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News & Analysis

Shirts of Startups is the Australian tech version of Humans of New York

- August 27, 2021 3 MIN READ
Some of the founders featured of Shirts of Startups
The stories we cover on Startup Daily about founders follow a bit of a pattern: millions raised, new products released, awards won. Occasionally, you get a glimpse into the influences that have shaped the person they are today.

That’s a story Shirts of Startups is keen to tell. Inspired by the famed series Humans of New York, founder and photographer, Shori Hijikata launched her project in early 2021, and has already featured more 50 founders of ventures ranging from pre-seed to post-IPO.

Given the central role swag plays in the public face of every startup, it’s a fun way to honour the sector. Shirts of Startups is all about the special sauce of what shaped these founders to take the path they’ve chosen.

Her goal is to share their authentic and inspiring human stories, from conquering personal challenges to navigating non-linear career paths, in a bid to broaden the founder narrative. It’s become a bit of a hit on LinkedIn, with Shirts of Startups posts attracting nearly half a million views globally.

It also demonstrates a remarkable diversity, with the founders coming from more than 20 cultural backgrounds so far.

Brandon Stanton, founder of Humans of New York, with Shori Hijikata

Hijikata launched the platform after being a founder in the third cohort of Antler Australia. Things didn’t quite pan out and that venture, Feather, has since closed down. But that experience inspired her next big idea.

“I was meeting so many founders in the program and they all had these incredibly interesting and inspiring paths that got them to entrepreneurship,” she said.

“I thought it would be really powerful to share these human stories.”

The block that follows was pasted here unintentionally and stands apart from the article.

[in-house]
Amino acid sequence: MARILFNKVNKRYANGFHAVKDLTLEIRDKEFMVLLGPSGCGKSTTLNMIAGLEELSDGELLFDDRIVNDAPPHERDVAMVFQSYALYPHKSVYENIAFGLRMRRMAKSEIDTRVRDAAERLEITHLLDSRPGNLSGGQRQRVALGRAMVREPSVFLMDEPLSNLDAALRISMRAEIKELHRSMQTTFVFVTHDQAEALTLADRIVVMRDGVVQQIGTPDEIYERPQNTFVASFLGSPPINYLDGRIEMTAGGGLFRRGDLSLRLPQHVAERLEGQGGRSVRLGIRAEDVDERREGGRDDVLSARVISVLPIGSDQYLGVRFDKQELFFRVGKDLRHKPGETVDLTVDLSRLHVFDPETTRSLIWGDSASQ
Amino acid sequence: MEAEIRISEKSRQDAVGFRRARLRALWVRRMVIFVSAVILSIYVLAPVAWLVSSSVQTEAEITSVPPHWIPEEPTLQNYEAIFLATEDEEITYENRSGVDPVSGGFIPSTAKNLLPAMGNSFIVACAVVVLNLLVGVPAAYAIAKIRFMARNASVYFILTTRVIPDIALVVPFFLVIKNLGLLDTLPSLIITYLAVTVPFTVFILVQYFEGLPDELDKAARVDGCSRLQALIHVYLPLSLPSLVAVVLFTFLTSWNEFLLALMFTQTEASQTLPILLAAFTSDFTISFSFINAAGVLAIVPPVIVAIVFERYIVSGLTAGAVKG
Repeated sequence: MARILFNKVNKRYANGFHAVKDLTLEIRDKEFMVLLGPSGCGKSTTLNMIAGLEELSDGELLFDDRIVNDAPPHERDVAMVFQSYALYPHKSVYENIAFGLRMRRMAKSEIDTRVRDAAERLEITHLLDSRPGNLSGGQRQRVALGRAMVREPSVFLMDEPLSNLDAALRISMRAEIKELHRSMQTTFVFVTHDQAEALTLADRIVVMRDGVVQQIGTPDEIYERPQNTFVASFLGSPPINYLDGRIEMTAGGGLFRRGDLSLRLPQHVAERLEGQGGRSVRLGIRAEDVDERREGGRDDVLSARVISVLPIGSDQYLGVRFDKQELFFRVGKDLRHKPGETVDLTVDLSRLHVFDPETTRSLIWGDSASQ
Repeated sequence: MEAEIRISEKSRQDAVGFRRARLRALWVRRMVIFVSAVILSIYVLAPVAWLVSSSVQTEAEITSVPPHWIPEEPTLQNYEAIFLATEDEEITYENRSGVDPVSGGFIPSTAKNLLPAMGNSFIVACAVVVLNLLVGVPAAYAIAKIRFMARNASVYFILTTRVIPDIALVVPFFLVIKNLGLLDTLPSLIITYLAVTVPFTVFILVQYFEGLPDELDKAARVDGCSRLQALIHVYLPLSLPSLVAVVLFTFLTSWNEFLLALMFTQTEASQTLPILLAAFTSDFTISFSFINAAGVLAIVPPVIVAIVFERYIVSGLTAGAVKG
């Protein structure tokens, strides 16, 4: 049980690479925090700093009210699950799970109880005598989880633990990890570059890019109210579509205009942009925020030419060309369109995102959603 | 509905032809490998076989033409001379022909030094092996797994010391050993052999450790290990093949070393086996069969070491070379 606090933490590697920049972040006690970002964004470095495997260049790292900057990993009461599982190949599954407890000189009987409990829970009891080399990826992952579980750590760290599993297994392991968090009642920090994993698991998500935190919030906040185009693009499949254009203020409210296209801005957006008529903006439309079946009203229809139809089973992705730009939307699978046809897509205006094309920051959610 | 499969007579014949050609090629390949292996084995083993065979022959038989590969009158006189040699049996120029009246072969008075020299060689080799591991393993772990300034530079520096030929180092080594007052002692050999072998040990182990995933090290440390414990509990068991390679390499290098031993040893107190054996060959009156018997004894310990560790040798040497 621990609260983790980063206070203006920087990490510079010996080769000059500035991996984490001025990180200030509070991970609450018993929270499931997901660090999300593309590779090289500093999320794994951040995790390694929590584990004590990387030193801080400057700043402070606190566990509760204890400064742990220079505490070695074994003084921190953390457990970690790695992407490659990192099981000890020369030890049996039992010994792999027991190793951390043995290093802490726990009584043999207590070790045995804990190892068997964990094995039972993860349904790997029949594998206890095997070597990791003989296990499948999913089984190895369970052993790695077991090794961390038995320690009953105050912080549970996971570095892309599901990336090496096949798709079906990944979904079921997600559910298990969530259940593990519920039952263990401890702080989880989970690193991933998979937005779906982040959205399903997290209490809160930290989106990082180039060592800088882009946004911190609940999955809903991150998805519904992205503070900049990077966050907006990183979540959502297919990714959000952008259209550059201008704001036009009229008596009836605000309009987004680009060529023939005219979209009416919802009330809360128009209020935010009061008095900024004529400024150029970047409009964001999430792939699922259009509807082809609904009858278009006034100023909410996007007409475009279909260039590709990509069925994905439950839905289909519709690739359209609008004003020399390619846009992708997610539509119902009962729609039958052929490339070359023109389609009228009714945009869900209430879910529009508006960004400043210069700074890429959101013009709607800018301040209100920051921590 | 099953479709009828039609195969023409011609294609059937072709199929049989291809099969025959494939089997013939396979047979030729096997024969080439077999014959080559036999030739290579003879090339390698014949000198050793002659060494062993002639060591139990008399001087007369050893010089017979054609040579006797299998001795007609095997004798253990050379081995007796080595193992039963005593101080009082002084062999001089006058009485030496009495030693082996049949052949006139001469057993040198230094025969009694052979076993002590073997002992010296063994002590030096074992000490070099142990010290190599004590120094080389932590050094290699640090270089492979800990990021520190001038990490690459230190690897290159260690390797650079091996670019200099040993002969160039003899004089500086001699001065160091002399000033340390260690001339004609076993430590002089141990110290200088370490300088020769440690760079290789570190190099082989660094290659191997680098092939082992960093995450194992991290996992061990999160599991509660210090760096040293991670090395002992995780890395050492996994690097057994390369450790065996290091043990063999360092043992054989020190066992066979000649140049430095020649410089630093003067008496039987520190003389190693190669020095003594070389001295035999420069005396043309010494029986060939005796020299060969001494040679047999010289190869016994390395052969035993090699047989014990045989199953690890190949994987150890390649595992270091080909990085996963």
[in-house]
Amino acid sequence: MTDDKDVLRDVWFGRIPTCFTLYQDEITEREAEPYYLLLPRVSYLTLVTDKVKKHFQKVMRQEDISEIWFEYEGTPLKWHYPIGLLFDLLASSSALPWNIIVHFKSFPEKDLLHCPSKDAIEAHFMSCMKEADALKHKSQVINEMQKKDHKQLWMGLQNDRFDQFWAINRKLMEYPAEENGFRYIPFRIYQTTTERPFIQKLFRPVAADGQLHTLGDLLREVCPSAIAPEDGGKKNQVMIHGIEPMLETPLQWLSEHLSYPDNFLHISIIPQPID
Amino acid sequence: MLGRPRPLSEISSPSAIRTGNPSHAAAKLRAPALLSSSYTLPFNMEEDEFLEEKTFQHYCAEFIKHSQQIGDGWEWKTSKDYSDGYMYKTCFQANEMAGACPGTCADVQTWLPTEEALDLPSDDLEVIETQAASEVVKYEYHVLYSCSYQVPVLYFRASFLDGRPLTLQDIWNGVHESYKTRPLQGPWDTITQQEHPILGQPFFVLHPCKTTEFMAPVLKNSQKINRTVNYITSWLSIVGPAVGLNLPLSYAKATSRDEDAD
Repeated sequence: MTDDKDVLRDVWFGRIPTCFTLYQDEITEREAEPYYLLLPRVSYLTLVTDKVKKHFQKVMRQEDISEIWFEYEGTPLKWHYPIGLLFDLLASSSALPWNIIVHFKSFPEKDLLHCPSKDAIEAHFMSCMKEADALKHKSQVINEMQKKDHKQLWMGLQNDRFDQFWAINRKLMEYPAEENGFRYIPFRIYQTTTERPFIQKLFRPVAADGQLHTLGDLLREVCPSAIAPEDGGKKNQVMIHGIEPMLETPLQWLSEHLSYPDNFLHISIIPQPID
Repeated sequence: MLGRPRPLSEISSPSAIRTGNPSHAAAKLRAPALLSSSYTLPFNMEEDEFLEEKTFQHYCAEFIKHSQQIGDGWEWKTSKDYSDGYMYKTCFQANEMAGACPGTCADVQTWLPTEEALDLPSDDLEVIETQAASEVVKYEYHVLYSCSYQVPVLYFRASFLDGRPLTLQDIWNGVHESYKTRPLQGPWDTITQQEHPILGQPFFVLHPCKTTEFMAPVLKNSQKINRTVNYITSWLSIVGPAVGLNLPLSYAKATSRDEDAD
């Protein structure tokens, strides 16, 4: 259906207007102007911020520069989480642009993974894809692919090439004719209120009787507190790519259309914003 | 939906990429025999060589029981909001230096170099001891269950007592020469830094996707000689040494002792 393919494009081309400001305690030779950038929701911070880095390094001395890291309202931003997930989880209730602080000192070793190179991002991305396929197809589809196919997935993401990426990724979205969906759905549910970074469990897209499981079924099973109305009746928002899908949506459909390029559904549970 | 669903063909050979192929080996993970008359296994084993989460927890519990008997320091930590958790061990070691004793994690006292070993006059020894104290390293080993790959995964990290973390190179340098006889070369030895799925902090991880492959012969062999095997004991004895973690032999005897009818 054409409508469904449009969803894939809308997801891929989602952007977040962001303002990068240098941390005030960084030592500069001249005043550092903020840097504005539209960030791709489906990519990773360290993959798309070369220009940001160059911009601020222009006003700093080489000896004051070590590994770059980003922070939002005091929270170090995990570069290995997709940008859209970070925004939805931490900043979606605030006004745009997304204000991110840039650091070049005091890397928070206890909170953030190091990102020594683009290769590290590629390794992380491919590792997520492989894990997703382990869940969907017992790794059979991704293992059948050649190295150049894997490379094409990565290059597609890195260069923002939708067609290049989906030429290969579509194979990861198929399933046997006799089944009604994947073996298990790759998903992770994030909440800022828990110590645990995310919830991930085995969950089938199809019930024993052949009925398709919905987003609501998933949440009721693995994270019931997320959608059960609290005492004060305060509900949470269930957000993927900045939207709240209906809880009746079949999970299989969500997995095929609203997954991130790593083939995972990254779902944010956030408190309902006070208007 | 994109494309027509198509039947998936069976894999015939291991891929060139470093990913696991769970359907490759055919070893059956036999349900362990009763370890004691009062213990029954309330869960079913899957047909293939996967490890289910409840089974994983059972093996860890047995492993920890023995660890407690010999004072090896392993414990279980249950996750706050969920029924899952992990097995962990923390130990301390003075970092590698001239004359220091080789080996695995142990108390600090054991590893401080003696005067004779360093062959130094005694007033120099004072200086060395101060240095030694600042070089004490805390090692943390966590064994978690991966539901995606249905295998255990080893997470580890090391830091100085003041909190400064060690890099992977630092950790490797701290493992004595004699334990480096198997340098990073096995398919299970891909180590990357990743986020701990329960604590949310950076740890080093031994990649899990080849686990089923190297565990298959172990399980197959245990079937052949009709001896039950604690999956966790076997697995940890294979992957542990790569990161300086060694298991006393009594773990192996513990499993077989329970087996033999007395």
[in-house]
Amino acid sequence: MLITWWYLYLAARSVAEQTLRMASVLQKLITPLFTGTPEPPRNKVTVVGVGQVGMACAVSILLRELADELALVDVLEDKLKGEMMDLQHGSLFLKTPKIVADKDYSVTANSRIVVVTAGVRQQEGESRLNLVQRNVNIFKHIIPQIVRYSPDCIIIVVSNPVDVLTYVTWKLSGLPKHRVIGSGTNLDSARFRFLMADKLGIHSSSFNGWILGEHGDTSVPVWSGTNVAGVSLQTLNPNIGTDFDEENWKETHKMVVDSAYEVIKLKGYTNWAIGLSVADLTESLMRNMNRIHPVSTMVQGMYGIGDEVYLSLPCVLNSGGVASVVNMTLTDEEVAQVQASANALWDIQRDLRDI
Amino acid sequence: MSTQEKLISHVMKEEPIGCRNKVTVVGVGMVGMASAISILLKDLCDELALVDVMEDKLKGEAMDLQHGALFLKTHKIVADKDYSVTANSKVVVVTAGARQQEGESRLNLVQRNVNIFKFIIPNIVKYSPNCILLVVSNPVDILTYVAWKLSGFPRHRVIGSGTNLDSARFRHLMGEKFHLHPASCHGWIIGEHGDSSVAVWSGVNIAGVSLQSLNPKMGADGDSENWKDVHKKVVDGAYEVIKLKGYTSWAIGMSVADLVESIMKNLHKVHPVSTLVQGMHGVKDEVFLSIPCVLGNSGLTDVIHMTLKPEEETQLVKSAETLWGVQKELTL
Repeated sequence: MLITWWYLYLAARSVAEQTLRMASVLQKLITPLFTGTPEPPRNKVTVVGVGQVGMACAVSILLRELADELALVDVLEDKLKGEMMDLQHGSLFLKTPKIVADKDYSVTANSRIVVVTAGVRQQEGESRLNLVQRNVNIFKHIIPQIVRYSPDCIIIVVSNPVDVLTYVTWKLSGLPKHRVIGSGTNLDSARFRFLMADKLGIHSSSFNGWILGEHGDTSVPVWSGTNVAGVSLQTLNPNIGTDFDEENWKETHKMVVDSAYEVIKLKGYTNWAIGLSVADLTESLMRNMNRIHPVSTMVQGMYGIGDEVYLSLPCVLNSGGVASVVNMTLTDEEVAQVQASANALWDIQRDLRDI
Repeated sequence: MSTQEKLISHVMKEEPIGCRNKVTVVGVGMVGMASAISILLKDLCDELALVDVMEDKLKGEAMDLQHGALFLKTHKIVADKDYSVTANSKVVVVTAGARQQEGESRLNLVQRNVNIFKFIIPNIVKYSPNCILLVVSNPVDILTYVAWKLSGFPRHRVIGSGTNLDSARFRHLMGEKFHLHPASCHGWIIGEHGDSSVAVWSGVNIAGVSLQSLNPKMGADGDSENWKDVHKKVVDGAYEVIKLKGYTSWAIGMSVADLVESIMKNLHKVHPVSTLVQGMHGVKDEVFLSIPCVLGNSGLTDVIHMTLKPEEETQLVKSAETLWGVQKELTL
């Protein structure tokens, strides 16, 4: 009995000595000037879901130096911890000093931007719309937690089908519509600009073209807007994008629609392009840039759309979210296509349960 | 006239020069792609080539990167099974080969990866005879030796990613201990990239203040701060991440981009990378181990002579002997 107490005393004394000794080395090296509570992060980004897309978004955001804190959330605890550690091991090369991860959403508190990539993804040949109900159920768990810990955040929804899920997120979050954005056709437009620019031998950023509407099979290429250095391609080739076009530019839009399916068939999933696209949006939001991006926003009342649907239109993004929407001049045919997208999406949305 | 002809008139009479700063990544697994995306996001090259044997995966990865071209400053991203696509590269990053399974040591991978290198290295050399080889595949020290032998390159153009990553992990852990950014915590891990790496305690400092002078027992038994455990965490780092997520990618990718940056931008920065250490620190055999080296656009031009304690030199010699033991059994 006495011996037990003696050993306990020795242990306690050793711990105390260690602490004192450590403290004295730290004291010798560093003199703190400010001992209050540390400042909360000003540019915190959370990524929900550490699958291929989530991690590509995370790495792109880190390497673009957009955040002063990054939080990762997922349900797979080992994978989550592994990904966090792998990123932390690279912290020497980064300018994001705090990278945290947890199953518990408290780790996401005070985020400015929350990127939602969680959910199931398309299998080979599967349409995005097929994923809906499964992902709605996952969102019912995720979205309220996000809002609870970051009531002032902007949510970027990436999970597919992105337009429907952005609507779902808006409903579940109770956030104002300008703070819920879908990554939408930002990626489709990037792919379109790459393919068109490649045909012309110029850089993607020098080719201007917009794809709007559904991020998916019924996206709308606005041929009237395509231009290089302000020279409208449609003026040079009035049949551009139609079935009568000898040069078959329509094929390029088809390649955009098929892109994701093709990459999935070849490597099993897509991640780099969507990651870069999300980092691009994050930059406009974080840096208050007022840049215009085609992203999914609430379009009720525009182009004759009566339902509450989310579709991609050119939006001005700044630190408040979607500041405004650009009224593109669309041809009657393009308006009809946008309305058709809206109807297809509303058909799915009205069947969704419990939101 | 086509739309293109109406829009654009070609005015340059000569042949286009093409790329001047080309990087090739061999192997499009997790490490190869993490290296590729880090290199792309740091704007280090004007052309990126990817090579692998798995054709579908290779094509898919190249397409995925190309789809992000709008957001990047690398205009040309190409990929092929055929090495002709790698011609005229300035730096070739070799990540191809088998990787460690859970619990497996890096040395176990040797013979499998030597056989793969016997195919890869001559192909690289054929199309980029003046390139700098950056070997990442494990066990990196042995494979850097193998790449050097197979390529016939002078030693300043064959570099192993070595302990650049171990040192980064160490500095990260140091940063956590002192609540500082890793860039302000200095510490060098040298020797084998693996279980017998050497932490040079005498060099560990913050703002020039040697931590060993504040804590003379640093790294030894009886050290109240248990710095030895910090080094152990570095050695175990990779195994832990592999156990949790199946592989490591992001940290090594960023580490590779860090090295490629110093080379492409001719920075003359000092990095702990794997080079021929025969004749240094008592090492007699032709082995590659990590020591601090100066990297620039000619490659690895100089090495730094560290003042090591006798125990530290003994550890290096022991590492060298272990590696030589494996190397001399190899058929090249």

The founders range from fresh university graduates on their first startup to seasoned multi-exit veterans.

Fadi Aziz of Chipin, learned about tenacity after seeking asylum in Australia following the first Gulf War.

Pete Brennan of Heaps Normal, was inspired to create a non-alcoholic beer brand after losing his alcoholic father to suicide.

Cibby Pulikkaseril of Baraja,, torn between careers in science and screenplay, pursued a PhD in Electrical Engineering while watching 10 movies a week as a movie critic.

While the platform was launched recently, the idea has been in Hijikata’s head for six years since her university days.

As a photographer for the Harvard Yearbook, she was once placed on an assignment to cover an on-campus talk by Brandon Stanton, founder of Humans of New York.

“I was so inspired listening to his story about creating Humans of New York and I knew I’d love to do something similar,” she said.

But she wanted to do it with her own spin, so she continued to ponder over it for several more years until she found herself immersed in the startup world with Antler.

“I realised I could create a platform to combine three things that I love: photography, meeting new people, and startups. The idea for the startup shirts came shortly after – I thought it would be a fun visual thematic since the shirts are such a big part of startup culture.”

With her features, she also prioritises highlighting diversity in the startup world. As a female, Asian-Australian founder, she notes how empowering it is to meet and hear about founders who look like her. She strives to promote that sense of belonging by featuring a myriad of backgrounds—to date, over 20 cultural backgrounds have been featured on Shirts of Startups.

Looking ahead, her next milestone is to reach 100 featured founders.
“I’m taking things one step at a time and, in true startup style, learning along the way, she said.
>”I feel incredibly grateful for all the support and encouragement I’ve received so far from the Australian startup community, and I’m excited to continue building a platform to celebrate the many voices and stories of founders.”

You can follow Shirts of Startups here.

And you can nominate a founder to be involved in the project here.